Shipping smartphones with infected microSD cards seem to be common practice as of late, with Samsung serving as the latest manufacturer to ship infected devices. Although deemed accidental, the company packaged its first-run batch of Samsung S8500 Wave smartphones with the Win32/Heur trojan embedded in slmsrv.exe. This Windows-based application is accompanied by an Autorun file located in the root of the memory card which launches when the device is connected to the user's PC (and Autorun is enabled).
"I recently received a S8500 Wave test unit from our contacts in Seoul, and the microSD card was infected," reports this user. "A quick search of the internet for "slmvsrv.exe samsung wave" turns up two postings on German discussion forum sites (Telefon-Treff and Handy-FAQ) that confirm what I have personally seen. It is worth noting that my Wave was made for the German market."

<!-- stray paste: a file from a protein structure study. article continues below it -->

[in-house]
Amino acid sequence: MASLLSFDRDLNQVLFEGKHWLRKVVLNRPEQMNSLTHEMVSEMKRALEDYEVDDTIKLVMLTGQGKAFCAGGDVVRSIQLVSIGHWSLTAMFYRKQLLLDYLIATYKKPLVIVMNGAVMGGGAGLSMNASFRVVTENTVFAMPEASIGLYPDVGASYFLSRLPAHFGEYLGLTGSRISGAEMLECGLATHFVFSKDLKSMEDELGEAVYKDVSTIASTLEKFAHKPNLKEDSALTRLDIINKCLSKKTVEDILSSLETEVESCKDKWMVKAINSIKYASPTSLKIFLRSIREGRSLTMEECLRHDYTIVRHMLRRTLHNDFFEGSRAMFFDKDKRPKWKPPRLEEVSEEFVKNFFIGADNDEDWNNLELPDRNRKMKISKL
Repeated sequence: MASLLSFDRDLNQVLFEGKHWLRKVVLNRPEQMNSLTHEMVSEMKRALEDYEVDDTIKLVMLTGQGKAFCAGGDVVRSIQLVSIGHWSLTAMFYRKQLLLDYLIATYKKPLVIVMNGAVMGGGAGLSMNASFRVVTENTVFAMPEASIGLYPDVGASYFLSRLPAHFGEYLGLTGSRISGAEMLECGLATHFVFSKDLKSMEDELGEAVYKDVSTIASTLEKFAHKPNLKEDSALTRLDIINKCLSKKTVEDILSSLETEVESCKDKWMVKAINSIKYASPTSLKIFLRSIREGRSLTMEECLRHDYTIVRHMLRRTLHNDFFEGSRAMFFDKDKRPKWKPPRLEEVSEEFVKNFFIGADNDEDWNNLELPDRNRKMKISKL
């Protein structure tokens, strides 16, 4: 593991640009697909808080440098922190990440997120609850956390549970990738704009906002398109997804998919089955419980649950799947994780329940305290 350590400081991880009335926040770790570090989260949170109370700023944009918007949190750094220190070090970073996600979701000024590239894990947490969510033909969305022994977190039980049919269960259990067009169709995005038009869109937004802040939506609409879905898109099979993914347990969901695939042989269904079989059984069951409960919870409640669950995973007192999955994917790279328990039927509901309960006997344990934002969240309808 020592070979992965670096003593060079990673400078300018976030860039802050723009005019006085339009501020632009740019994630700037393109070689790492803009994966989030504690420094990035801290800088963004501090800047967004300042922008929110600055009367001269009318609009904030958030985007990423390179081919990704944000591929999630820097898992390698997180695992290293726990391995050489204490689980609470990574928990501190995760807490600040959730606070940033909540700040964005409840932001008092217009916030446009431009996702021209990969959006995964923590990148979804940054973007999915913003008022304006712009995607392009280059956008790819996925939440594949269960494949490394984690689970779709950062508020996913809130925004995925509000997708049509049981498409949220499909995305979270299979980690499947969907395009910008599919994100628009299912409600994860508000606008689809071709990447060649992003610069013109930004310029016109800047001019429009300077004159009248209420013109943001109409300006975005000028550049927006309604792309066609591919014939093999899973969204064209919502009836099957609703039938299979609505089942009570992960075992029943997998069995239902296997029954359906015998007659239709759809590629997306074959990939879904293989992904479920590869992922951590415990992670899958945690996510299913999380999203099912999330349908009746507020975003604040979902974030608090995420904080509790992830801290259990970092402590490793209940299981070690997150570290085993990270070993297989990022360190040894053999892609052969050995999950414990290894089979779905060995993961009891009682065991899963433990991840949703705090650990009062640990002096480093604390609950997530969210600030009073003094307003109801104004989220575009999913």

After reporting the problem to Samsung, the company confirmed that the infection only resided on microSD cards mounted in the initial run of German market Wave devices. However, as previously mentioned, it stands to question how these cards become infected in the first place, especially new models. In March we witnessed the release of over 3000 infected HTC Magic smartphones in Spain. The devices were loaded with the Mariposa and other strains of malware. Is an epidemic starting to take place?
As for the current Samsung Wave infection, it's believed that the microSD cards were compromised in the first half of May, weeks before the phones were shipped overseas. Typically PC's infected with Win32/Heur will transmit the executable and Autorun file when any memory card or USB storage device is attached.